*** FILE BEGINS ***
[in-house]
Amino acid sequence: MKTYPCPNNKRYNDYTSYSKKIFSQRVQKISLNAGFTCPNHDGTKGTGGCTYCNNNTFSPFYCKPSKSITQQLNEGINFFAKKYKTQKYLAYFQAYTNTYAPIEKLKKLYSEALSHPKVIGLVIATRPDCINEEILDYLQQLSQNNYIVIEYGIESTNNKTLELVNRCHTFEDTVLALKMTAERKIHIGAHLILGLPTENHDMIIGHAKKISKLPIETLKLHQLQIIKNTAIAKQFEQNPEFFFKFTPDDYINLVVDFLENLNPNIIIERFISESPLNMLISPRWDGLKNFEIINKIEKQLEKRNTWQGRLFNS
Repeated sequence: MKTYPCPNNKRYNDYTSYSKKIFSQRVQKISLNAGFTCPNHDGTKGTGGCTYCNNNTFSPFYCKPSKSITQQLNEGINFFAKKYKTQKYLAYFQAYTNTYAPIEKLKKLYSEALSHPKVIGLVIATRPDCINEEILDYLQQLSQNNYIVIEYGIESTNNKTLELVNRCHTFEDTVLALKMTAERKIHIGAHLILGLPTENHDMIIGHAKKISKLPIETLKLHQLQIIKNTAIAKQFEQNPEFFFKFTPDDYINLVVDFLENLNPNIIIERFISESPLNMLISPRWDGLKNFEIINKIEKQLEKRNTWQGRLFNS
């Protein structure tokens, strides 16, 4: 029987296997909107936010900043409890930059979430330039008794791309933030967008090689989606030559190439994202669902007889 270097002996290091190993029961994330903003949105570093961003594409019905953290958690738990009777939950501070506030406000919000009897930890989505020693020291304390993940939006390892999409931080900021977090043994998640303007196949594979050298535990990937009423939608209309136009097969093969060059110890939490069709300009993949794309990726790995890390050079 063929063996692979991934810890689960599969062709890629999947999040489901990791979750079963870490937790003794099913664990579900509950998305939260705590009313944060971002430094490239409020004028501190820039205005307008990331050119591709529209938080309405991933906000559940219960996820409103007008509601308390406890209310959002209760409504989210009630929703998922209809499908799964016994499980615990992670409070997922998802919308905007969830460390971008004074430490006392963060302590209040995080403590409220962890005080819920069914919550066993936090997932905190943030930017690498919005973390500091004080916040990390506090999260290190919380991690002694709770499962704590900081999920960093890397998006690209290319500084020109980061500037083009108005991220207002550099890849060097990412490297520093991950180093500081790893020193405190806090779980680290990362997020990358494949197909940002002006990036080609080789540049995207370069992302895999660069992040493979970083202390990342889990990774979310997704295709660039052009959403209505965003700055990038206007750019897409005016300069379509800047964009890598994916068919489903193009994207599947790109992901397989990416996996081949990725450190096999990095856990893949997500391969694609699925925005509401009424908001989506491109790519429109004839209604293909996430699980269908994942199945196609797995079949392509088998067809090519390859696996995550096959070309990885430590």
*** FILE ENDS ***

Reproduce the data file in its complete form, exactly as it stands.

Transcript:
[in-house]
Amino acid sequence: MKTYPCPNNKRYNDYTSYSKKIFSQRVQKISLNAGFTCPNHDGTKGTGGCTYCNNNTFSPFYCKPSKSITQQLNEGINFFAKKYKTQKYLAYFQAYTNTYAPIEKLKKLYSEALSHPKVIGLVIATRPDCINEEILDYLQQLSQNNYIVIEYGIESTNNKTLELVNRCHTFEDTVLALKMTAERKIHIGAHLILGLPTENHDMIIGHAKKISKLPIETLKLHQLQIIKNTAIAKQFEQNPEFFFKFTPDDYINLVVDFLENLNPNIIIERFISESPLNMLISPRWDGLKNFEIINKIEKQLEKRNTWQGRLFNS
Repeated sequence: MKTYPCPNNKRYNDYTSYSKKIFSQRVQKISLNAGFTCPNHDGTKGTGGCTYCNNNTFSPFYCKPSKSITQQLNEGINFFAKKYKTQKYLAYFQAYTNTYAPIEKLKKLYSEALSHPKVIGLVIATRPDCINEEILDYLQQLSQNNYIVIEYGIESTNNKTLELVNRCHTFEDTVLALKMTAERKIHIGAHLILGLPTENHDMIIGHAKKISKLPIETLKLHQLQIIKNTAIAKQFEQNPEFFFKFTPDDYINLVVDFLENLNPNIIIERFISESPLNMLISPRWDGLKNFEIINKIEKQLEKRNTWQGRLFNS
């Protein structure tokens, strides 16, 4: 029987296997909107936010900043409890930059979430330039008794791309933030967008090689989606030559190439994202669902007889 270097002996290091190993029961994330903003949105570093961003594409019905953290958690738990009777939950501070506030406000919000009897930890989505020693020291304390993940939006390892999409931080900021977090043994998640303007196949594979050298535990990937009423939608209309136009097969093969060059110890939490069709300009993949794309990726790995890390050079 063929063996692979991934810890689960599969062709890629999947999040489901990791979750079963870490937790003794099913664990579900509950998305939260705590009313944060971002430094490239409020004028501190820039205005307008990331050119591709529209938080309405991933906000559940219960996820409103007008509601308390406890209310959002209760409504989210009630929703998922209809499908799964016994499980615990992670409070997922998802919308905007969830460390971008004074430490006392963060302590209040995080403590409220962890005080819920069914919550066993936090997932905190943030930017690498919005973390500091004080916040990390506090999260290190919380991690002694709770499962704590900081999920960093890397998006690209290319500084020109980061500037083009108005991220207002550099890849060097990412490297520093991950180093500081790893020193405190806090779980680290990362997020990358494949197909940002002006990036080609080789540049995207370069992302895999660069992040493979970083202390990342889990990774979310997704295709660039052009959403209505965003700055990038206007750019897409005016300069379509800047964009890598994916068919489903193009994207599947790109992901397989990416996996081949990725450190096999990095856990893949997500391969694609699925925005509401009424908001989506491109790519429109004839209604293909996430699980269908994942199945196609797995079949392509088998067809090519390859696996995550096959070309990885430590």